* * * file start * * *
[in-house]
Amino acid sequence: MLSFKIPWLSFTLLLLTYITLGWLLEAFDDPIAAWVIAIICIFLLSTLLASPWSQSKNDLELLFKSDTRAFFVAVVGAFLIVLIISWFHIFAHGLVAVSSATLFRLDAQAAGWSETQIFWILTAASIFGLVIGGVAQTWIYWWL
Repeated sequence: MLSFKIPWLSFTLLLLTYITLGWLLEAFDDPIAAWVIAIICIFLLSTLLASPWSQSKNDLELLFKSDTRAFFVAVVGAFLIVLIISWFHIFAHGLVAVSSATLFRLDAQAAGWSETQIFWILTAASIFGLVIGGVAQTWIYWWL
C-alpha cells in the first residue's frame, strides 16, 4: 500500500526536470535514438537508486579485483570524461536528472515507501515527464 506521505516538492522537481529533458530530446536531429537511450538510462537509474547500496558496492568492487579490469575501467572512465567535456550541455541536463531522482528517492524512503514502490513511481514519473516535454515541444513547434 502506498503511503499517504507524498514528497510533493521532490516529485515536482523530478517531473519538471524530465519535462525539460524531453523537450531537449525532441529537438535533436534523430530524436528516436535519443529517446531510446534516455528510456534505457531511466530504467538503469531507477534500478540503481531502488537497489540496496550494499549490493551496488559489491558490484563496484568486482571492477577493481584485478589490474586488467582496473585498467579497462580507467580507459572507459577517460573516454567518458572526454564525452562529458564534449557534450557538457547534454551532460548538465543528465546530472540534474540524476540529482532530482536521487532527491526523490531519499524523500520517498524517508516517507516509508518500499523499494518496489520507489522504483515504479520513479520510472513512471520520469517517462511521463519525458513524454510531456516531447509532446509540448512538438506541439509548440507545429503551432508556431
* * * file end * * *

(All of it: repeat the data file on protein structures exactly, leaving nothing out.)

[in-house]
Amino acid sequence: MLSFKIPWLSFTLLLLTYITLGWLLEAFDDPIAAWVIAIICIFLLSTLLASPWSQSKNDLELLFKSDTRAFFVAVVGAFLIVLIISWFHIFAHGLVAVSSATLFRLDAQAAGWSETQIFWILTAASIFGLVIGGVAQTWIYWWL
Repeated sequence: MLSFKIPWLSFTLLLLTYITLGWLLEAFDDPIAAWVIAIICIFLLSTLLASPWSQSKNDLELLFKSDTRAFFVAVVGAFLIVLIISWFHIFAHGLVAVSSATLFRLDAQAAGWSETQIFWILTAASIFGLVIGGVAQTWIYWWL
C-alpha cells in the first residue's frame, strides 16, 4: 500500500526536470535514438537508486579485483570524461536528472515507501515527464 506521505516538492522537481529533458530530446536531429537511450538510462537509474547500496558496492568492487579490469575501467572512465567535456550541455541536463531522482528517492524512503514502490513511481514519473516535454515541444513547434 502506498503511503499517504507524498514528497510533493521532490516529485515536482523530478517531473519538471524530465519535462525539460524531453523537450531537449525532441529537438535533436534523430530524436528516436535519443529517446531510446534516455528510456534505457531511466530504467538503469531507477534500478540503481531502488537497489540496496550494499549490493551496488559489491558490484563496484568486482571492477577493481584485478589490474586488467582496473585498467579497462580507467580507459572507459577517460573516454567518458572526454564525452562529458564534449557534450557538457547534454551532460548538465543528465546530472540534474540524476540529482532530482536521487532527491526523490531519499524523500520517498524517508516517507516509508518500499523499494518496489520507489522504483515504479520513479520510472513512471520520469517517462511521463519525458513524454510531456516531447509532446509540448512538438506541439509548440507545429503551432508556431